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How to Mend Your Meniscus Injury

Updated on October 25, 2012

A meniscus injury (also known as a cartilage tear, medial meniscus tear, lateral meniscus tear, acute meniscal tear, and discoid meniscus) is one of the most common knee injuries and the menisci tend to get injured during movements that forcefully twist your knee while bearing weight. The menisci also tend to grow weaker with age and can tear as a result of minor injuries or movements.


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The Menisci

What are the Menisci & How Do They Function?

The menisci in your knee are crescent shaped wedges that are similar to shock absorbers and are located under the medial and lateral condyles of the femur - or the bumpy knobs at the bottom of your thigh bone. The menisci serve as cushions between your femur (thigh bone) and tibia (shin bone) to decrease stress caused by weight bearing and forces on the knees. As weight is applied to the meniscus they are compressed and are forced to extend out from between the femur and tibia.

The menisci essentially aid in distributing the weight of your body across the knee joint as you walk, run and jump. They also lubricate and protect the articular cartilage in your knee from wear and tear, stabilize your knee when you slide and turn, and limit extreme knee flexion and extension.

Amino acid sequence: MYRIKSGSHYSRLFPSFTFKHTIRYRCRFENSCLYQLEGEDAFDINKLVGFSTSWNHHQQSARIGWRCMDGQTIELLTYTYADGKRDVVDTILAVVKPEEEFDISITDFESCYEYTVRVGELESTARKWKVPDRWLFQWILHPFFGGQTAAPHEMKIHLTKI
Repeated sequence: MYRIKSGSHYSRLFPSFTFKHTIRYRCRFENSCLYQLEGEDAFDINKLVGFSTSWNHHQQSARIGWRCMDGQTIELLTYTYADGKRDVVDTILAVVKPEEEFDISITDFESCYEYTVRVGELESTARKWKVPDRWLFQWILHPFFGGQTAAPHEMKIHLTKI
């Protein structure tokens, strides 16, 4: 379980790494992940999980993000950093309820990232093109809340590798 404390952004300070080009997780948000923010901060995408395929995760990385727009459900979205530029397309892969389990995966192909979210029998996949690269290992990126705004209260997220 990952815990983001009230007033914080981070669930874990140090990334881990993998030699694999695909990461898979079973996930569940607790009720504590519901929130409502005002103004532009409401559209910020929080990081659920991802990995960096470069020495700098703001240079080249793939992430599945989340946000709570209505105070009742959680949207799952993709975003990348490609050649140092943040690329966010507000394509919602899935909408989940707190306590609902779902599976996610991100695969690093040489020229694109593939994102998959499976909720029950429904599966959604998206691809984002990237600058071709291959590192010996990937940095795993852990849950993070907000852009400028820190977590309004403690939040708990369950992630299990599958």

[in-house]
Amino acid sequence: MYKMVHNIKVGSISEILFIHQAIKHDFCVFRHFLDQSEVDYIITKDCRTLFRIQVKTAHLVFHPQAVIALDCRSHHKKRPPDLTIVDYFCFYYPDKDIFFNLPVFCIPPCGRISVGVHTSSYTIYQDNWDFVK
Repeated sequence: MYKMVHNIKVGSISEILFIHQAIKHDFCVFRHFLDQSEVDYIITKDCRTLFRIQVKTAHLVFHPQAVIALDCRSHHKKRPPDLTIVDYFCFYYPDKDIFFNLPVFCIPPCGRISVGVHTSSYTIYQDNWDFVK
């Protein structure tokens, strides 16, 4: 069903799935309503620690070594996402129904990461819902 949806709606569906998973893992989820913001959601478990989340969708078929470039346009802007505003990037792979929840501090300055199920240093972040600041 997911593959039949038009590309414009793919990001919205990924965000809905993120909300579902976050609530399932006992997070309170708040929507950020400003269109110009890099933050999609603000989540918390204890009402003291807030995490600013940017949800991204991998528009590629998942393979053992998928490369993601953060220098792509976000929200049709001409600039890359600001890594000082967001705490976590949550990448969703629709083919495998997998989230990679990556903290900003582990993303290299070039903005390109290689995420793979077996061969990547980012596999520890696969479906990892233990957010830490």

There are 2 menisci in your knee joint - the medial meniscus which is located on the inside of your knee and the lateral meniscus which is located on the outside of your knee.

The medial meniscus is c-shaped and approximately 3.5cm in length. It is not directly connected to a muscle, but helps your anterior cruciate ligament (ACL) and medial collateral ligament (MCL) stabilize your knee and absorb 50% of the load applied to the inside of your knee. The medial meniscus is quite inflexible and does not move freely in the joint; therefore it is typically torn more frequently than the lateral meniscus.